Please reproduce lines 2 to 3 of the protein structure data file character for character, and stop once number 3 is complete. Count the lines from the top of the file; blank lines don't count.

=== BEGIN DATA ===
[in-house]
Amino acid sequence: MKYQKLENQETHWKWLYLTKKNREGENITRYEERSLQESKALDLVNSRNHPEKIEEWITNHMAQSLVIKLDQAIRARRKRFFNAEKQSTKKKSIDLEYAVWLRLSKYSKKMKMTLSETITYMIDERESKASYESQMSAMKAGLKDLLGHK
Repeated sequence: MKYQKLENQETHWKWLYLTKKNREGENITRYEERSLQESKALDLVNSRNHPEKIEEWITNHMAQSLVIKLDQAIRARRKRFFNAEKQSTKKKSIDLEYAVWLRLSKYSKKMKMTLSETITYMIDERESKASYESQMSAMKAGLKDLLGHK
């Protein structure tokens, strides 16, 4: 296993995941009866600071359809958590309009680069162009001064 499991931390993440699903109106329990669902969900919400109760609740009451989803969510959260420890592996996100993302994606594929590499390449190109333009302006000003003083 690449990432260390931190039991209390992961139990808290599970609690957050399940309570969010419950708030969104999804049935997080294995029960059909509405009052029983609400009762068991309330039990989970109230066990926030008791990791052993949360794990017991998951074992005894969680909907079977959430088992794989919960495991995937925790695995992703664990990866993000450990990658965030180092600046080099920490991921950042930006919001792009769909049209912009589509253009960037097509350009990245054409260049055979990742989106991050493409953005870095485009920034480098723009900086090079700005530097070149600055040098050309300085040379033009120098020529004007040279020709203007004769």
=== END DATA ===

Amino acid sequence: MKYQKLENQETHWKWLYLTKKNREGENITRYEERSLQESKALDLVNSRNHPEKIEEWITNHMAQSLVIKLDQAIRARRKRFFNAEKQSTKKKSIDLEYAVWLRLSKYSKKMKMTLSETITYMIDERESKASYESQMSAMKAGLKDLLGHK
Repeated sequence: MKYQKLENQETHWKWLYLTKKNREGENITRYEERSLQESKALDLVNSRNHPEKIEEWITNHMAQSLVIKLDQAIRARRKRFFNAEKQSTKKKSIDLEYAVWLRLSKYSKKMKMTLSETITYMIDERESKASYESQMSAMKAGLKDLLGHK